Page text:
That is such a truism in all our lives. We are all just one heartbeat away from changed circumstances whatever they happen to be - wonderful or tragic. 
Is there any one of you who have been estranged from your mother? Please dear ones, change that situation before you'll have to live with regrets for the rest of your life. Forgiveness comes from God.

 Do you have special memories of your mum?

10 comments:

  1. Thanks for sharing those memories of your mother, Rita. What a fascinating life she led!

    My mother was a reader, so that's one trait I've inherited!

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    1. And what a reader you are, Iola! Mothers/grandmothers who encourage their children to read are truly giving them a wonderful gift.

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  2. Hi Rita,
    What a lovely tribute to your mother. I love how artistry tends to go through family lines. Even though your mother wasn't such an avid reader as your grandmother, you've inherited both their loves for the literary and the artistic :) I love how your mother supported your passions and dreams. We can't ask for more in our parents.

    My mother encouraged me to read too, for which I've always been very grateful.

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    1. Thanks Paula. I'd never thought of inheriting a different trait from each of them. And you certainly inherited both the reading aspect and the writing. Looking forward to your next one.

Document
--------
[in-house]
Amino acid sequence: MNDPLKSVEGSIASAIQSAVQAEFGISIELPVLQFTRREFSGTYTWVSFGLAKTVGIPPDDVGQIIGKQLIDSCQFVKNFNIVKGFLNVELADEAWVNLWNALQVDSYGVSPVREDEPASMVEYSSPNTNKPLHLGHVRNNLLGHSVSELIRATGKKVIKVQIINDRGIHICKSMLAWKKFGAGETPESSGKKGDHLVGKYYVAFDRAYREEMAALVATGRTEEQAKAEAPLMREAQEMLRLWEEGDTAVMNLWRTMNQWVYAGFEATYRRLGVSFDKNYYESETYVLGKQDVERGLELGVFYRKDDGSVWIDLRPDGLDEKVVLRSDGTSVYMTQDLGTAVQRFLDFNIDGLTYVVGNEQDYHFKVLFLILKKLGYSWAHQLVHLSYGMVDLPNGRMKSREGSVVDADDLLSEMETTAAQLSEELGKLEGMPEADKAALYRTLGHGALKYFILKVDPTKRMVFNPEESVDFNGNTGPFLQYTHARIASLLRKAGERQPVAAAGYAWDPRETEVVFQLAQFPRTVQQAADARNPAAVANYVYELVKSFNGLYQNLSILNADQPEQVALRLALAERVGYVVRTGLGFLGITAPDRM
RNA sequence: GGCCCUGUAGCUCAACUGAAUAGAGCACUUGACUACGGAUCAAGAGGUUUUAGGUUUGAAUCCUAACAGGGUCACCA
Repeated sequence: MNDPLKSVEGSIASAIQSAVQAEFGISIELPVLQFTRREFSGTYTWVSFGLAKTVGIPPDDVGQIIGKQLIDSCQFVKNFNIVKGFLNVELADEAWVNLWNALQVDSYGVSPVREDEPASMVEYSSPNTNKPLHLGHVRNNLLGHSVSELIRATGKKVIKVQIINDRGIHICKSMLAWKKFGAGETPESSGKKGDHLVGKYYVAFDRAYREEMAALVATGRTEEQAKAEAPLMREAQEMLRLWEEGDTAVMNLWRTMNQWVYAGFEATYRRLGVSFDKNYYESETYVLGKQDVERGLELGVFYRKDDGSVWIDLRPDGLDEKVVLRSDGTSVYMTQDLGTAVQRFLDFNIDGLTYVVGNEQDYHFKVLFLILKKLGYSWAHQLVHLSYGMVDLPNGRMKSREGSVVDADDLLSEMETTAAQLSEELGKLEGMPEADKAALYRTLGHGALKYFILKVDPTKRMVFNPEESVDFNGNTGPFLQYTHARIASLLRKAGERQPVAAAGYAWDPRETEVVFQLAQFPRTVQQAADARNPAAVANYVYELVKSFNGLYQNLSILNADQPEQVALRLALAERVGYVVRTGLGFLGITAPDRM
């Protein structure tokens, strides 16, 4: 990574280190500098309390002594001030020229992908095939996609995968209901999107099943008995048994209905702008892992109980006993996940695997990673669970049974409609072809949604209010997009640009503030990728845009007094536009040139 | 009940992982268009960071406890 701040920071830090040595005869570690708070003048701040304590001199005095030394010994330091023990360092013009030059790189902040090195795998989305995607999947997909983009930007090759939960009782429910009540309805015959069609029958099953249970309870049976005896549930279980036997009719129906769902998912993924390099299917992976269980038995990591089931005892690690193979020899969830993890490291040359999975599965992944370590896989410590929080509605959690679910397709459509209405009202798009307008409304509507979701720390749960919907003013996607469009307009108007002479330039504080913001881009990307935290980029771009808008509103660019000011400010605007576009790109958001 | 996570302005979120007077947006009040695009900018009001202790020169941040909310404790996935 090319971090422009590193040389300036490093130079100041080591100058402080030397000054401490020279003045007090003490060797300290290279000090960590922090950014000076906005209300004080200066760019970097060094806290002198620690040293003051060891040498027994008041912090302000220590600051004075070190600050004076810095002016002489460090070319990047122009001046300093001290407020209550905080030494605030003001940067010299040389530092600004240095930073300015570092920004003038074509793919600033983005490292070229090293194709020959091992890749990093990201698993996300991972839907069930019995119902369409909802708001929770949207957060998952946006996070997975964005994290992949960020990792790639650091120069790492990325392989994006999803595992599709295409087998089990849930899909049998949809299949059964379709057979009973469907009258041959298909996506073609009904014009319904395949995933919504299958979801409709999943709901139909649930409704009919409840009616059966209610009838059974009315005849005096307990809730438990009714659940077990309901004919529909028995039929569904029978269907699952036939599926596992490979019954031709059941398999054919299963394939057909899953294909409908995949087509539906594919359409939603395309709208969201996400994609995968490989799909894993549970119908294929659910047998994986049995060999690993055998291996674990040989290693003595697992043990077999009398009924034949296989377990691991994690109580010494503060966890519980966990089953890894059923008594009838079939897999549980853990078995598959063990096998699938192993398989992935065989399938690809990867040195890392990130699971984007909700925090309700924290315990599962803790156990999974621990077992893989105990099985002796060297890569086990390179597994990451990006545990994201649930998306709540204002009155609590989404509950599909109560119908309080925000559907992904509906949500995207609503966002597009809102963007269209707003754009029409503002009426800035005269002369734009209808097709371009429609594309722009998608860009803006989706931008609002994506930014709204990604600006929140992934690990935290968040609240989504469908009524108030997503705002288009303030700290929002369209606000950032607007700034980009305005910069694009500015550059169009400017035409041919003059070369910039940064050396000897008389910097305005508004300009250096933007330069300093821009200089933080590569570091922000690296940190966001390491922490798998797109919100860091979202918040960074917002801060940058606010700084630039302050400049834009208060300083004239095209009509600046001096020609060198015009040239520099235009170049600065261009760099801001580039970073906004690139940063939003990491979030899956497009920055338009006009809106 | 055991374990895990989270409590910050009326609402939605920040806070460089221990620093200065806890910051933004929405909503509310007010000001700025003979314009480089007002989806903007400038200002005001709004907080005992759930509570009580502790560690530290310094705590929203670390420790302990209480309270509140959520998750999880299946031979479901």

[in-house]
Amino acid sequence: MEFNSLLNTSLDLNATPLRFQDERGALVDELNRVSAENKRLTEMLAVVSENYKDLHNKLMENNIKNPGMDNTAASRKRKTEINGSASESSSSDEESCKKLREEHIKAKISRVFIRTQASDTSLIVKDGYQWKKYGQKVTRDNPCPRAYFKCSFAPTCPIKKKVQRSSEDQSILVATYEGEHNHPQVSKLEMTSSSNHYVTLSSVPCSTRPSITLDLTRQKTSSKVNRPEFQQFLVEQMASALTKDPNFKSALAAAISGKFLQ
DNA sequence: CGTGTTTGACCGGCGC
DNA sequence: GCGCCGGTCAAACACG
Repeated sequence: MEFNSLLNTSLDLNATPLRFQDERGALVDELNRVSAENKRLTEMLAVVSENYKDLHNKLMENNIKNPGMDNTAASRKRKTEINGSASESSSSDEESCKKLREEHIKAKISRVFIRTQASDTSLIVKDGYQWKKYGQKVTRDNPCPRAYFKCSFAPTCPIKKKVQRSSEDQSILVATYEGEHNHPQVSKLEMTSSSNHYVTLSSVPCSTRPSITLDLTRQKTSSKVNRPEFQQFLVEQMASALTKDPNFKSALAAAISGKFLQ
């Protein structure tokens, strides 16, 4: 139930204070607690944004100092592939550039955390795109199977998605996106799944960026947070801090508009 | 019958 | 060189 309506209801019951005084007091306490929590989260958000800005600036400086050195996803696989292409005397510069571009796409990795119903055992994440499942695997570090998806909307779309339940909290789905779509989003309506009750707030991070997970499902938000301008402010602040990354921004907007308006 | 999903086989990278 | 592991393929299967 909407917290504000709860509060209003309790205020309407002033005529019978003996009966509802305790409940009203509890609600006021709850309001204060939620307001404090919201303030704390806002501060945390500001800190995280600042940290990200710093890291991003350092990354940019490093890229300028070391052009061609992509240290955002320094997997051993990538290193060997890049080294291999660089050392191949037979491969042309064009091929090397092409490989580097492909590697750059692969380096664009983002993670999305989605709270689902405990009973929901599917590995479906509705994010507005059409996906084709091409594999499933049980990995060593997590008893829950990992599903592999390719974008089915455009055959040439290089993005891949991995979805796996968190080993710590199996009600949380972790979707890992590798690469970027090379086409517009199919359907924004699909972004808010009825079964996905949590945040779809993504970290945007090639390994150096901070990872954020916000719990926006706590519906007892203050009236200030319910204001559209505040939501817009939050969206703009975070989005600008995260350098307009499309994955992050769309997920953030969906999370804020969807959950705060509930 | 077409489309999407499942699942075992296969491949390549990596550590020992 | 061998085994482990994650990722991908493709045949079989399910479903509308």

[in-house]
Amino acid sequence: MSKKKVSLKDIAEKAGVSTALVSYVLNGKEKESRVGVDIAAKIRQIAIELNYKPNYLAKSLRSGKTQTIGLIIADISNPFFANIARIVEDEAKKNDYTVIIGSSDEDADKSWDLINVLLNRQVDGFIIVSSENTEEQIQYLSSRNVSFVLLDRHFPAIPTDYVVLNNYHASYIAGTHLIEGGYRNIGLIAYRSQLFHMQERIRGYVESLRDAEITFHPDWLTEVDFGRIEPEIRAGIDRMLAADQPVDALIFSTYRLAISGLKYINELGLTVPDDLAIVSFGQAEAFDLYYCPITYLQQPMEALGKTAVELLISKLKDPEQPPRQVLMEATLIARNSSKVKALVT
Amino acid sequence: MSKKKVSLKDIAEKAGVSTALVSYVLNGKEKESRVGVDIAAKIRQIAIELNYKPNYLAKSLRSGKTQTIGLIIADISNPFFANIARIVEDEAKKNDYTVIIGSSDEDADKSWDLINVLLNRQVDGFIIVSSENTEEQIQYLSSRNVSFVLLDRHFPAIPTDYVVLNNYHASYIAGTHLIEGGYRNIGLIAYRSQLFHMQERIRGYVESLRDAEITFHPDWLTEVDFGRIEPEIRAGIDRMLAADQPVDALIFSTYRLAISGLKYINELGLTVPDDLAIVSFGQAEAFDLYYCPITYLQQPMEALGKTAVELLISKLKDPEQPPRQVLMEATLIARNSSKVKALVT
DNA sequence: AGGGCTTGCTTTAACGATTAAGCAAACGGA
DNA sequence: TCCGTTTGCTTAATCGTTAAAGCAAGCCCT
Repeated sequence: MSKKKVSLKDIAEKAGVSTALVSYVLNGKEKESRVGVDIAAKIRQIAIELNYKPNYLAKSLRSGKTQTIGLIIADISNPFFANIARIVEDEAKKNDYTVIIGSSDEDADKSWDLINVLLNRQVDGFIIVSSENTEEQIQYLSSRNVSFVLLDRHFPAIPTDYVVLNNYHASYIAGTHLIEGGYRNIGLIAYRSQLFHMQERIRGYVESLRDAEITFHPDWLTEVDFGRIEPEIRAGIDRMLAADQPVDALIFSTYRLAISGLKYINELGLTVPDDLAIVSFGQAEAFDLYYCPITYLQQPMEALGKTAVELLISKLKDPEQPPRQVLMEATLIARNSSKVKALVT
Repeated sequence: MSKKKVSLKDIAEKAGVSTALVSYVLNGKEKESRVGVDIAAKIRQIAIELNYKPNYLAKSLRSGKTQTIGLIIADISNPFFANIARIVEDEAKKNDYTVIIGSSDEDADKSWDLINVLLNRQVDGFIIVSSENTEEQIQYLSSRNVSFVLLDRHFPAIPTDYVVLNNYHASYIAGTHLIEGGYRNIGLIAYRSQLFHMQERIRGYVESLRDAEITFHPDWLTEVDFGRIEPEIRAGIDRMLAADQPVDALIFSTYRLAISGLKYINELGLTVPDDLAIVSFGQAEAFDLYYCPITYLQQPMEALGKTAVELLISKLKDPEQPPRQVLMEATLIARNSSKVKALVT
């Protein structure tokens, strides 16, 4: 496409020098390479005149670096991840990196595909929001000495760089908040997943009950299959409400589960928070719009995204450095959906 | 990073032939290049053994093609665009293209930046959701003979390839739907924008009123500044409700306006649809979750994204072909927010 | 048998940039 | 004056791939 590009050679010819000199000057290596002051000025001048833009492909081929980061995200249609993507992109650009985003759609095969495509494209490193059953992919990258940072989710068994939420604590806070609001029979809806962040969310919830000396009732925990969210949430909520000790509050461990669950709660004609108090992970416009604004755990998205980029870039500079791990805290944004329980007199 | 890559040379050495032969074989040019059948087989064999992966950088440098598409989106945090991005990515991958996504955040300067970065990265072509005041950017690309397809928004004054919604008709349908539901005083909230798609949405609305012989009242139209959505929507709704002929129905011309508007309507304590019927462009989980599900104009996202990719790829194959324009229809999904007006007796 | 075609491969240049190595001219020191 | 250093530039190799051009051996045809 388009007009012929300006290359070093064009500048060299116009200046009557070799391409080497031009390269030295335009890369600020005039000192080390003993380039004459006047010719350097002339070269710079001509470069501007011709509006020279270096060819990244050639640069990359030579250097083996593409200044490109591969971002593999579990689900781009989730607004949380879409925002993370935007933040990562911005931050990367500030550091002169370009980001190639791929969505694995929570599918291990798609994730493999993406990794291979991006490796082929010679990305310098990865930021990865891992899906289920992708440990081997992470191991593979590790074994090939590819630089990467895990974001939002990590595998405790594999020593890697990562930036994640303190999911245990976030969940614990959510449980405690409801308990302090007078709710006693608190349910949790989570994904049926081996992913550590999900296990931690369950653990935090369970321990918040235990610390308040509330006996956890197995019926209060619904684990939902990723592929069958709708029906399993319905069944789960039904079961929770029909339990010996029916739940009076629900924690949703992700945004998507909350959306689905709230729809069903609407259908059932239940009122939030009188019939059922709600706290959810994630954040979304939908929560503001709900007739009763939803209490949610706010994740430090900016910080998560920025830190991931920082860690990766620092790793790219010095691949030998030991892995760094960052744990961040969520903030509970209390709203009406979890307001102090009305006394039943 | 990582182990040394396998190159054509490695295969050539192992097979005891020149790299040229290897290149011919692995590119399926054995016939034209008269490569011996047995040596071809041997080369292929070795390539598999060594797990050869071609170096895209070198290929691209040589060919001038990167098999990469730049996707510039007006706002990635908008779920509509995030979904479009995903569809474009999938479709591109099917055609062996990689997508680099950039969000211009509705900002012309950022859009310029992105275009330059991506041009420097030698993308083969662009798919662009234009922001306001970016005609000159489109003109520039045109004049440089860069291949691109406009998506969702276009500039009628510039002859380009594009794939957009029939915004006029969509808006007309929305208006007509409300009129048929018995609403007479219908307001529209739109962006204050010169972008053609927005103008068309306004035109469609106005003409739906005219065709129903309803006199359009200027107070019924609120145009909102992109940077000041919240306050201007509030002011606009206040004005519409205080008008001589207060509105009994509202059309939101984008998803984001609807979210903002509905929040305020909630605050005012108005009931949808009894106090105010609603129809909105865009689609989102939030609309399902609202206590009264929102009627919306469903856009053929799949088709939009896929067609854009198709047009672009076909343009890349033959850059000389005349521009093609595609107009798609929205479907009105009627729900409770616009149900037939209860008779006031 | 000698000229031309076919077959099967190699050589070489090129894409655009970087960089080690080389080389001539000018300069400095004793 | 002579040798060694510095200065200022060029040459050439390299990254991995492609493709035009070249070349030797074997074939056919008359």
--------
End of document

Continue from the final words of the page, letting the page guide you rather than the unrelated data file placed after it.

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  3. Great post Rita! Mother's day can present a challange to many. A great reminder to administer forgiveness.
    Thank you for sharing a snippet of your precious Mum with us.

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  4. Yes Di, often mothers & daughters don't get along because(though often not admitted) they're so much alike. But holding onto hurts only escalates the problem.

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  5. Thanks for your post Rita. Some interesting stories about your mother and grandmother and what connects you. Both my parents were readers, though I probably take more after my dad than my mum, but I appreciate all her love and care over the years. It's good not to hold on to hurts or to allow them to form a barrier.

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    1. Yes, Jeanette, they're very special people and I guess we all wish we could hold onto our mothers for a whole lot longer!

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  6. What a beautiful post, Rita. I loved the way you described your Nan's preoccupation with the arts. '... many a time wisps of smoke came from the kitchen where a nice dinner was sacrificed to the arts.' But how grateful you must be for a mother who recognised your giftings, even though incongruent with her own interests, and ensured you were able to develop them. Wisdom and love.

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  7. Thanks Adele. Yes those burnt sacrifices are part of my heritage.:)